Overview of the basic flow for processing and running STVs.
Here is a high-level overview of how we compile, process, and evaluate STVs. A picture of the flow is:
User-Level STV ESIM Module | | | ,-----------------------+ | | | v v v Compiled STV Fully General Sexprs | | | ,-----------------------' | | v v Processed STV Simulation Input Alist | | | ,---------------------' | | v v stv-run/debug | | | +-------> Waveform (VCD Dump) | | v v Simulation Output Alist
Here, the user provides:
As a first step, we preprocess and compile the STV; see stv-compile. This step involves basic sanity checking and the computation of mappings that record what inputs to provide to ESIM at each step of the simulation, what outputs to extract after each phase, and how to translate between Esim bits and the user-level input and output alists. This compilation should generally be quite fast (it's mostly involving the STV instead of the module), and it only needs to be done once per STV.
Separately, we do a fully general symbolic simulation of the esim module for as many phases as are necessary to evaluate this STV; see stv-fully-general-simulation-run. Symbolically simulating a module for many steps can be very expensive. On the other hand, this cost can be shared across all STVs that target the same module, and it can even be at least partly shared when the STV's require different numbers of phases.
Next, we create a Processed STV; see stv-process. This involves pulling out the fully-general expressions for the signals we actually care about (cheap) and specializing these expressions using the bindings from the compiled STV (slightly expensive; basically 4v-sexpr-restrict-with-rw for each signal in the user-outs).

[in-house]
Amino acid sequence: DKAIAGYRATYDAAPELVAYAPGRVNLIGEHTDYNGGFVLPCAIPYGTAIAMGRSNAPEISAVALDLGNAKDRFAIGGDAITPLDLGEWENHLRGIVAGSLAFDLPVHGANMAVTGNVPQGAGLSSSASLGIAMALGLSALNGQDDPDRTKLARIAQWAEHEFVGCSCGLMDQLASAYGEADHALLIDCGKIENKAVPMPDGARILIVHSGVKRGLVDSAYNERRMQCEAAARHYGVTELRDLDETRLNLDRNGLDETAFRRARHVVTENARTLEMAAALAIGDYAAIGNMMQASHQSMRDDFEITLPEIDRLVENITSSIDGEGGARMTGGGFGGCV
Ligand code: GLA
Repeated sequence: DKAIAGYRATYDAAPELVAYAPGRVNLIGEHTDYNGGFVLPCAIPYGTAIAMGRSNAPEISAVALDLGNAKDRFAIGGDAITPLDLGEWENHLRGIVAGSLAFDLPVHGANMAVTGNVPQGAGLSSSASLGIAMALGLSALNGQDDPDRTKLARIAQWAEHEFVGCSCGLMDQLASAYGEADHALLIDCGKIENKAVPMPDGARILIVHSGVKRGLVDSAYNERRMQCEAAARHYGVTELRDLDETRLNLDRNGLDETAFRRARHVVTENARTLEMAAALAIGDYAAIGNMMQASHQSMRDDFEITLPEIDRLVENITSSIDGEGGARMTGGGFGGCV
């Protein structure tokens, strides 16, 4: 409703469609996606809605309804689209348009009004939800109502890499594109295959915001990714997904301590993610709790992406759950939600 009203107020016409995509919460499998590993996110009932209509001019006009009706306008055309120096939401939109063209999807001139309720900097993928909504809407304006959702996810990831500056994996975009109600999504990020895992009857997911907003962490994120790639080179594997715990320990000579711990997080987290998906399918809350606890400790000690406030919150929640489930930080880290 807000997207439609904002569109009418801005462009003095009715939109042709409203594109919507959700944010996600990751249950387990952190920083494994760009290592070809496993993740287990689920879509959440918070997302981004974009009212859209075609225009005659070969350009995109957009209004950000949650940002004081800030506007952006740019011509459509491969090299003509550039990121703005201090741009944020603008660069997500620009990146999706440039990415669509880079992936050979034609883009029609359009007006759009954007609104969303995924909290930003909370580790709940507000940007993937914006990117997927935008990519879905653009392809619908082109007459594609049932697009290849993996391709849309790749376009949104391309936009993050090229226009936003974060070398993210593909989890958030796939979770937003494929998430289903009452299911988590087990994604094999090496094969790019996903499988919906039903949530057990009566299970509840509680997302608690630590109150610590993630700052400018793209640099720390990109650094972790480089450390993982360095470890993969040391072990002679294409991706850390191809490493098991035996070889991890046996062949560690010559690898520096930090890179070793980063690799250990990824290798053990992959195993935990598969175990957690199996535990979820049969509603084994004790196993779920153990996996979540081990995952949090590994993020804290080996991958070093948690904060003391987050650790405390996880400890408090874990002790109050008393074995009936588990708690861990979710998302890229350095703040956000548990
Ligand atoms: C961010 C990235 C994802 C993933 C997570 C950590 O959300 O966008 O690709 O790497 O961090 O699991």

We generally expect the Processed STV to be saved as a constant, via defconsts since our use of defattach in esim prevents the sound use of defconst. This will allow the same STV to be saved in a book and reused for all evaluations of the STV. In other words, we really expect to only have to pay the price of processing an STV once.
Once the STV has been processed, we can run it with concrete values for the input simulation variables; see stv-run. To do this, we basically need to (1) translate the input numbers into bit-level bindings, (2) use 4v-sexpr-eval to reduce the sexprs that are found in the Processed STV with the bindings for their inputs, and (3) translate back from the resulting output-bit bindings into numbers (or Xes) for the output alist. This is about as cheap as we know how to make it.
Of course, we may alternately want to run the STV and generate a waveform for debugging; see stv-debug. But now there's a slight problem. When we compute the fully general sexprs, we omit internal signals because it gives us a speed boost. So, the processed STV doesn't contain the information we would need to generate a waveform.
Well, basically we just do a new esim simulation that does include the internal variables, and then run through the rest of the process again. We memoize things so that even though your first call of stv-debug is expensive, subsequent calls will not need to redo the simulation or specialization steps.